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Sri Lanka - Economy (Notes)

Sri Lanka is a lower-middle income developing nation with a gross domestic product of about $25.8 billion. This translates into a per capita income of $1,355. Sri Lanka's 91% literacy rate in local languages, and life expectancy of 72 years rank well above those of India, Bangladesh, and Pakistan. English language ability is relatively high but has declined significantly since the 1970s.

Sri Lanka's income inequality is severe, with striking differences between rural and urban areas. About a quarter of the country's population of 19.8 million remains impoverished. Civil conflict, falling agricultural labor productivity, lack of income-earning opportunities for the rural population, and poor infrastructure outside the Western Province are impediments to poverty reduction.

In 1978, Sri Lanka shifted away from a socialist orientation and opened its economy to foreign investment. But the pace of reform has been uneven. A period of aggressive economic reform under the UNP-led government that ruled from 2002 to 2004 was followed by a more statist approach under former President Chandrika Kumaratunga and current President Mahinda Rajapaksa.

Despite a brutal civil war since 1983, economic growth has averaged around 4.5%. In 2001, however, GDP growth was negative 1.4%--the only contraction since independence. Growth recovered to 4.0% in 2002. Following the 2002 ceasefire and subsequent economic reforms, the economy grew more rapidly, recording growth rates of 6.0% in 2003 and 5.4% in 2004. The December 2004 Indian Ocean tsunami killed 32,000 people, displaced 443,000, and caused an estimated $1 billion in damage. The tsunami's overall economic impact was less severe than originally feared, with the economy growing by 6% in 2005 as the damage was offset by the reconstruction effort. The economic situation in Sri Lanka in 2006 was stable, despite a resumption of hostilities between the government and the LTTE and escalating oil prices. GDP growth in 2006 was a strong 7.4%.

President Rajapaksa's broad economic strategy was outlined in his election manifesto 'Mahinda Chintana' (Mahinda's Thoughts), which now guides government economic policy. Mahinda Chintana policies focus on poverty alleviation and steering investment to disadvantaged areas; developing the small and medium enterprise (SME) sector; promotion of agriculture; and expanding the already enormous civil service. The Rajapaksa Government rejects the privatization of state enterprises, including 'strategic' enterprises such as state-owned banks, airports, and electrical utilities. Instead, it plans to retain ownership and management of these enterprises and make them profitable.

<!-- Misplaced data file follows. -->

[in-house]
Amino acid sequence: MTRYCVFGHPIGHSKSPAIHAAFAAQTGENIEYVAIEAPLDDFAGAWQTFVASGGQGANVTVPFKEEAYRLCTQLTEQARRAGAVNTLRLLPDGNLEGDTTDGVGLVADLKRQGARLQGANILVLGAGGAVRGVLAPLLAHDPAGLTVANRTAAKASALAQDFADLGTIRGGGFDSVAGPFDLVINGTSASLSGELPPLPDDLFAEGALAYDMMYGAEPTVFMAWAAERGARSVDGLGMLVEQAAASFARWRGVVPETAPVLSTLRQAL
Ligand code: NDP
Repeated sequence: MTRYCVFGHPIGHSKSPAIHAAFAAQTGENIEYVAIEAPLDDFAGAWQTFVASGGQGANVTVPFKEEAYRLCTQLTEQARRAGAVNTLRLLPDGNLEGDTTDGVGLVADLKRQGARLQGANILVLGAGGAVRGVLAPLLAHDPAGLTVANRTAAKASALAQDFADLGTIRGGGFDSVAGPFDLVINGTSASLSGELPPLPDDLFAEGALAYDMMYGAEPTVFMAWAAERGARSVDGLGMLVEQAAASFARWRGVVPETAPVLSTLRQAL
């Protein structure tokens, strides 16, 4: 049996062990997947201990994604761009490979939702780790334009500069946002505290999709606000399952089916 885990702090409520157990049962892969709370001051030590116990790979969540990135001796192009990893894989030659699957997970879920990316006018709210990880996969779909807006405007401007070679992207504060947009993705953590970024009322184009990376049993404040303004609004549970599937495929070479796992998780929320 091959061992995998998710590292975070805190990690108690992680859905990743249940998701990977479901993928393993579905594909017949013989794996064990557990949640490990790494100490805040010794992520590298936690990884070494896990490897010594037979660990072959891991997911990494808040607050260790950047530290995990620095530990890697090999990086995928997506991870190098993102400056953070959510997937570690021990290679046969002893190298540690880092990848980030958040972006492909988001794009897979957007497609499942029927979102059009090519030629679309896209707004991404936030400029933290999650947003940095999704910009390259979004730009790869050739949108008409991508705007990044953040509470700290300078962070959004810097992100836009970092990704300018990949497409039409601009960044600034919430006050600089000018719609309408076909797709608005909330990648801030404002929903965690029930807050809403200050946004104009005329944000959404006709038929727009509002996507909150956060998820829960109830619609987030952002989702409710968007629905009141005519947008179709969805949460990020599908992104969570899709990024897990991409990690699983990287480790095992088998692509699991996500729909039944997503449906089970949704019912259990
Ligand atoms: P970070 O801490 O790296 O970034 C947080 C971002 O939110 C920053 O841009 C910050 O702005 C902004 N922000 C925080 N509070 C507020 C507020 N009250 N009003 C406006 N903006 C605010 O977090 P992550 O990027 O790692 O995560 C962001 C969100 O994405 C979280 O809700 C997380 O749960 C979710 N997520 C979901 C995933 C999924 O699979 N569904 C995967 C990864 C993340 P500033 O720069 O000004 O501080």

The future of Sri Lanka's economic health primarily depends on political stability, return to peace, and continued policy reforms?particularly in the area of fiscal discipline and budget management. Rising oil costs have contributed to Sri Lanka's high public debt load (93% of GDP in 2006). Sri Lanka needs economic growth rates of 7-8% and investment levels of about 30% of GDP for a sustainable reduction in unemployment and poverty. In the past 10 years, investment levels have averaged around 25% of GDP.

Sri Lanka depends on a continued strong global economy for investment and for expansion of its export base. The government plans an ambitious infrastructure development program to boost growth. It hopes to diversify export products and destinations to make use of the Indo-Lanka and Pakistan-Sri Lanka Free Trade Agreements, GSP+ treatment by the European Union and other regional and bilateral preferential trading agreements.

As in previous years, the service sector was the largest component of GDP at 56.2%. In 2006, the service sector continued its strong expansion, fueled primarily by strong growth in telecom, trading, and financial services. Public administration and defense expenditures increased in 2006 due to resumption of hostilities, expansion of public sector employment, and the expenses associated with maintaining a 104-minister cabinet. There also is a growing information technology sector, especially information technology training and software development. The tourism sector suffered heavily in 2005 following the tsunami and is once again facing difficulties due to the current volatile security situation.